Lefty's London pro-am included PANICKED fore shout to high-ranking Saudi exec!

GolfMagic followed Phil Mickelson during the pro-am at LIV Golf London and his exchanges with Yasir Al-Rumayyan were fascinating.

Ben Smith's picture
Thu, 6 Jul 2023
Lefty's London pro-am included PANICKED fore shout to high-ranking Saudi exec!

"His Excellency has just joined the group in front, so I'll guess we'll hang back a bit," Phil Mickelson says on the fourth tee box at Centurion Club during the LIV Golf London pro-am. 

Mickelson is referring to Yasir Al-Rumayyan, who is considered to be the mastermind behind the LIV Golf League

Al-Rumayyan is likely one of the busiest men on the planet. He wears many, many hats. 

To the uninitiated, the 53-year-old is the governor of Saudi Arabia's vast sovereign wealth fund, the PIF, and is the chairman of oil company Saudi Aramco as well as football sides Newcastle United and Al-Hilal.  

He also sits as a board member of Uber Technologies Inc, SoftBank Group and Reliance Limited. 

According to the Athletic, his rise to becoming a close confidante of Saudi crown prince Mohammed bin Salman is absolutely unprecedented given that he was an anonymous banker from the provinces. 

The point of telling you this in that in these parts, Al-Rumayyan is a powerful, powerful man who commands respect and Mickelson knows it. 

Mickelson turns to his brother and caddie, Tim, and talks about eventually hitting a chippy cut with his driver down the fairway. 

Last year, he had difficulty with the fairway bunker on the right side of the hole, he says.

It's strange to think Mickelson can even remember particular shots at this venue 12 months ago.

It was on 8 June in 2022 that Mickelson, in this writer's opinion, squirmed through one of the most uncomfortable news conferences in the history of men's professional golf.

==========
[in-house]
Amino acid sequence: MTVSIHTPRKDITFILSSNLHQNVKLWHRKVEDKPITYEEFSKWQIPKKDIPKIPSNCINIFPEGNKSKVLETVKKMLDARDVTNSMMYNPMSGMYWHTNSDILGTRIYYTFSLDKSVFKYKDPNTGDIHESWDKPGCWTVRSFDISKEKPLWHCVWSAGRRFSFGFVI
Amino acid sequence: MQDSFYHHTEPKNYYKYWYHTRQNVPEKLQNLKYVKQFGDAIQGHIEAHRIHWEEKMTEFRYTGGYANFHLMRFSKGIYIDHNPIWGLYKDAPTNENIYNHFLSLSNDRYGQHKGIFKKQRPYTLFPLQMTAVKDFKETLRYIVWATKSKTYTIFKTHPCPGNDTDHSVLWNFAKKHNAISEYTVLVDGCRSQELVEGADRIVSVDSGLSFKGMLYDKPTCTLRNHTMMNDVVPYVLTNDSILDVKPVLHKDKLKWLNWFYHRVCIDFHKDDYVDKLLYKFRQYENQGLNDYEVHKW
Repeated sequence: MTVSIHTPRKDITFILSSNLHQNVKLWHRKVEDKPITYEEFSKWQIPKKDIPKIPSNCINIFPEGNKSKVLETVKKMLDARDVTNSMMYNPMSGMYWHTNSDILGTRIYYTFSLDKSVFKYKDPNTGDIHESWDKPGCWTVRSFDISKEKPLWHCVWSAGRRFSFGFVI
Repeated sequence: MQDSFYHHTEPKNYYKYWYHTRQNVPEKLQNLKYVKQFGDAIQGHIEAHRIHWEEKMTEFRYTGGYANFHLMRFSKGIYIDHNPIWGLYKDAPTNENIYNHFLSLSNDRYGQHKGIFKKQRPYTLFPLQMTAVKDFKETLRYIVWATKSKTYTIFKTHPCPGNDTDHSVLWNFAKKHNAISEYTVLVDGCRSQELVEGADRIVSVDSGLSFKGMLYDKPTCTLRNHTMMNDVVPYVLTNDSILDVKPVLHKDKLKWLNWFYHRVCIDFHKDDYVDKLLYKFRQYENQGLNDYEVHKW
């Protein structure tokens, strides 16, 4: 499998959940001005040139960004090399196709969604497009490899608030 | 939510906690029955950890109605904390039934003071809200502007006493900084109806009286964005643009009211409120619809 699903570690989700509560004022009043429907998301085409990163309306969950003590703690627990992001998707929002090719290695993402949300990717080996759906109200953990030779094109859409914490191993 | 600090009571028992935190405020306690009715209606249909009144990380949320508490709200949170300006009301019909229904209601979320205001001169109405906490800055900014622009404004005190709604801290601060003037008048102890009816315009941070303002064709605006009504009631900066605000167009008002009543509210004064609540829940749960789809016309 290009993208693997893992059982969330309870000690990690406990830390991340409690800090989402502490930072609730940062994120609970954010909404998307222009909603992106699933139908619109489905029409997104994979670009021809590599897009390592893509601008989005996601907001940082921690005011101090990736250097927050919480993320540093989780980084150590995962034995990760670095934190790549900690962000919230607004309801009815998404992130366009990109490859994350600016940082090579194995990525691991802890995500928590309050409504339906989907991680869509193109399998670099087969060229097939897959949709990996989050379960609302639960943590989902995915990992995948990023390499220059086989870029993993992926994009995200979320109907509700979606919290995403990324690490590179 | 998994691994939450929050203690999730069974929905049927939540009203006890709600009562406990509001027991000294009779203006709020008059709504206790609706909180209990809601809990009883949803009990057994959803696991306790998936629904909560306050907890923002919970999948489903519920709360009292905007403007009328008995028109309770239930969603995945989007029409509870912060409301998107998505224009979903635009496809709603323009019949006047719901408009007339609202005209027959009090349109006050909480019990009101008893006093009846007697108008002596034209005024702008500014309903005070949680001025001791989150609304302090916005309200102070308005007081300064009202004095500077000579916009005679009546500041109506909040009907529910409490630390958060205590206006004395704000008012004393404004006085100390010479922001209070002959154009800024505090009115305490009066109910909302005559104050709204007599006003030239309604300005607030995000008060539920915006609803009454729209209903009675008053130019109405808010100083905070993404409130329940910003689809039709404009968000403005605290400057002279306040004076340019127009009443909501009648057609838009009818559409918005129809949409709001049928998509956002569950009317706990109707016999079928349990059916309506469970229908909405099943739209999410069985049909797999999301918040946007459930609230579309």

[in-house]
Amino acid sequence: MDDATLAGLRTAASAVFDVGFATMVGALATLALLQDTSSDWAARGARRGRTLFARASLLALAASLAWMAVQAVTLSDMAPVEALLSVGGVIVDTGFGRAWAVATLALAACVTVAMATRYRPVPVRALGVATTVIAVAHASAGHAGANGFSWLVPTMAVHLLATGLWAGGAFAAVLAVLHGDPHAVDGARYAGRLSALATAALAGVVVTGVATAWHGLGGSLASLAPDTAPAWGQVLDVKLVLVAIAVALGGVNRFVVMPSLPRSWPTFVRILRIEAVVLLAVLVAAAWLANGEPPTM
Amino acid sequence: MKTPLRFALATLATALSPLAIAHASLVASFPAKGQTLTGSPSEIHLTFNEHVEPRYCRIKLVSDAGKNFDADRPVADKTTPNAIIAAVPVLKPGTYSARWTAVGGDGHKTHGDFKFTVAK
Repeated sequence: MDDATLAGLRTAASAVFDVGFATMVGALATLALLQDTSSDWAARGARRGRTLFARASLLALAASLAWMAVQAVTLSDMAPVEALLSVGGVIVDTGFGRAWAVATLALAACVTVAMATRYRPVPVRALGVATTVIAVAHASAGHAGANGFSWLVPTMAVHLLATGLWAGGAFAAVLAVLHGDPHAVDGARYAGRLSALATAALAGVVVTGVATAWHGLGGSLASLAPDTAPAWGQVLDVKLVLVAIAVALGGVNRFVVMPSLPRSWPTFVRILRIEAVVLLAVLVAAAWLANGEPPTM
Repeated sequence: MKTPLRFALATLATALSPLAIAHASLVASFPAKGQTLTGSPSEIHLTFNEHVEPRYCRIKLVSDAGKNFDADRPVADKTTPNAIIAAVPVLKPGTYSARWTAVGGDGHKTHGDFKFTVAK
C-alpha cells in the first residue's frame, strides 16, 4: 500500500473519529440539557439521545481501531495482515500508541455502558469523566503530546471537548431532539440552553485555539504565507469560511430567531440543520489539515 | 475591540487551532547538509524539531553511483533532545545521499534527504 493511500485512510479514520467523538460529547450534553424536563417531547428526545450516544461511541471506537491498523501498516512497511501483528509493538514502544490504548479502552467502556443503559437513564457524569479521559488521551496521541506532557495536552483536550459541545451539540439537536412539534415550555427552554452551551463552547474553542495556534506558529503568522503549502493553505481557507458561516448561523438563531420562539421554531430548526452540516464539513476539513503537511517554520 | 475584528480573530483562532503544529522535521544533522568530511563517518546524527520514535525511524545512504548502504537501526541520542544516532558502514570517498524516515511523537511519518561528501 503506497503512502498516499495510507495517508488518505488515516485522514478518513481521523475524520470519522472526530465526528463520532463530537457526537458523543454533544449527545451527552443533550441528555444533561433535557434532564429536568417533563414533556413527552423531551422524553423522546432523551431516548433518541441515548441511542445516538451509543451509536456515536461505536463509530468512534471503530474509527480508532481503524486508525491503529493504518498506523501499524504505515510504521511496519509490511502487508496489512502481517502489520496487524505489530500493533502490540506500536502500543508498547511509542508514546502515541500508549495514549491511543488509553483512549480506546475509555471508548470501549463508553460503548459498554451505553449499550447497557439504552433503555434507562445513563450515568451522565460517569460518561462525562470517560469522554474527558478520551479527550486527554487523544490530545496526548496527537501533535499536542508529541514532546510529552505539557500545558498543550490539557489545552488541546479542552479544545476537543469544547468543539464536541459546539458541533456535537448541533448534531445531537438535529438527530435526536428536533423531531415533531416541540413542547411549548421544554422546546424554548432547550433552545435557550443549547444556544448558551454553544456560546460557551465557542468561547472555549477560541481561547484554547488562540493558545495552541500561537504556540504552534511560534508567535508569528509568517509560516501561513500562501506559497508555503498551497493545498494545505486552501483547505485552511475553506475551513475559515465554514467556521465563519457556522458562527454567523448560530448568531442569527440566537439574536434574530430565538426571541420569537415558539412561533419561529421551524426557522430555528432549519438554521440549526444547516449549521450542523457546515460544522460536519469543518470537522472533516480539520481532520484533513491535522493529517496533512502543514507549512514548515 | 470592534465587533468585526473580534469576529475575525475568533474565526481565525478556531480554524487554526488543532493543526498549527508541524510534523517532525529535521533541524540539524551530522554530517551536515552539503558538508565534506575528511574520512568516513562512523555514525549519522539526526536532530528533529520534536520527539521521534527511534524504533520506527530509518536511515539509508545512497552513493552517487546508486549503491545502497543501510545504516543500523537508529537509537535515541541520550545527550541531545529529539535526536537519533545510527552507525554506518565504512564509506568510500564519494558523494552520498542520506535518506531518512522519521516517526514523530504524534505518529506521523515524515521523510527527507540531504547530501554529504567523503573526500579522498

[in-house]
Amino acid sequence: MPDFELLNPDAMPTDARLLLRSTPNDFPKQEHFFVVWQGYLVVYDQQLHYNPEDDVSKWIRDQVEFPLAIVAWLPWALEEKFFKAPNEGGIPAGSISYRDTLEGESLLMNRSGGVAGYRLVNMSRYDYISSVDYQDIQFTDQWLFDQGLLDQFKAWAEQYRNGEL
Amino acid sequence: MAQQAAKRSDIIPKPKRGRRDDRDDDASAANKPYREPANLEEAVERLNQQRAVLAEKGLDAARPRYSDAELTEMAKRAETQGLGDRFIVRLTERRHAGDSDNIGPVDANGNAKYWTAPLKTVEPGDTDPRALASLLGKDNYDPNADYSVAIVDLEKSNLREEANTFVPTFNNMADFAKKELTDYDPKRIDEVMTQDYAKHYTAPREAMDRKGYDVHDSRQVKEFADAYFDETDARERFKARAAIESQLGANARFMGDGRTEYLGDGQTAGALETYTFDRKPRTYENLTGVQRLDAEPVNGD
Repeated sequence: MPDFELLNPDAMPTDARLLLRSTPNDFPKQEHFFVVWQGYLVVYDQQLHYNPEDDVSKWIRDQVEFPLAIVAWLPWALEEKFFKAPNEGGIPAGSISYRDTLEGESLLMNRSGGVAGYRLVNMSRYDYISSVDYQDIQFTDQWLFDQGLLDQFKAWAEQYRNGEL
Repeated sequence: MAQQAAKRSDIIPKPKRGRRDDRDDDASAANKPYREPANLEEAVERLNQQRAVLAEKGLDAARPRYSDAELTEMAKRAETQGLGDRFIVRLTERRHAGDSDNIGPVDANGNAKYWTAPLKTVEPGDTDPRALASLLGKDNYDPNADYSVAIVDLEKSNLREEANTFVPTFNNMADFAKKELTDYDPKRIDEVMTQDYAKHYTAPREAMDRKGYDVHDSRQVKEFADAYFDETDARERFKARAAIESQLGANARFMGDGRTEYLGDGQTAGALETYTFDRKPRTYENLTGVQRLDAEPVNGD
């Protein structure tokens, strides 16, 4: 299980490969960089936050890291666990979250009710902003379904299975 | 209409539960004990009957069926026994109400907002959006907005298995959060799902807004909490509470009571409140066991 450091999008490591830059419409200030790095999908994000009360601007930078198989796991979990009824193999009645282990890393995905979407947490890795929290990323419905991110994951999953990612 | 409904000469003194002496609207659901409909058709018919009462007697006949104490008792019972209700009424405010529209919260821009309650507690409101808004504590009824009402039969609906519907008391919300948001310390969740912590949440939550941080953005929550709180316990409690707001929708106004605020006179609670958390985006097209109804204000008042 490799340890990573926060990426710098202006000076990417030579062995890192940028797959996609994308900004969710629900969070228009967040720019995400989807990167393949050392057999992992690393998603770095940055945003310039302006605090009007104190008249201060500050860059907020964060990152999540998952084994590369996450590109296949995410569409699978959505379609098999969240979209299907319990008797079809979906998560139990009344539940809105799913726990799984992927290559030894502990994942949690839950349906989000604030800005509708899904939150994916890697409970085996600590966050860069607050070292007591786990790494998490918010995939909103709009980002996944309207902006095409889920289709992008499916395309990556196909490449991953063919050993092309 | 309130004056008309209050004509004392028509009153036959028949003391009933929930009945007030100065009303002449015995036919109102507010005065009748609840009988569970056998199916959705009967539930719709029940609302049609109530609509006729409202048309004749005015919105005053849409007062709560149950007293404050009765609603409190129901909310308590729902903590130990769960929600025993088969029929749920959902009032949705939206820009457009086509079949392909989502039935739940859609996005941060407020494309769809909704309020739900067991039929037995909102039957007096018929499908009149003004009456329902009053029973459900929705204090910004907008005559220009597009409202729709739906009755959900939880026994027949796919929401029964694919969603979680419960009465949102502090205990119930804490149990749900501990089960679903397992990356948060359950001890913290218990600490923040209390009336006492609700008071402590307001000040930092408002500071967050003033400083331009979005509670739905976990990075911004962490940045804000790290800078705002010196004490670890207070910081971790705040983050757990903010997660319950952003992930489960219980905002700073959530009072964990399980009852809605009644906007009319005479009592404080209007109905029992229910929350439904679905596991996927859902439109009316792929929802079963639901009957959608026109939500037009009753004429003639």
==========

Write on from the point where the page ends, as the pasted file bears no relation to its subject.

He was making his return to the game having been in a four-month, self-imposed exile after inflammatory comments about working with the likes of Al-Rumayyan to start a rival golf league were made public. 

Long-time sponsors deserted him. Callaway, you might recall, paused their contract with him. 

It seemed Mickelson was hell bent on the idea of changing the PGA Tour and how it operates. 

Mickelson had been the darling of American golf since the early 1990s. He faced the media less than 24 hours after details of his LIV Golf contract were leaked. Mickelson all but confirmed his deal was worth $200m. 

Social media was ablaze with hostile comments aimed at Mickelson and his choices. Only a matter of months before he defied belief to claim the PGA Championship at aged 50. 

The landscape in professional golf has changed considerably since then. It has been suggested by some that Mickelson 'was right all along' after various, huge changes were made by the PGA Tour amid the rival golf league with cash to burn until the end of time. 

The North American circuit, fronted by Jay Monahan, upped their prize purses to try and rival LIV. A social media popularity contest was created, known as the player impact program.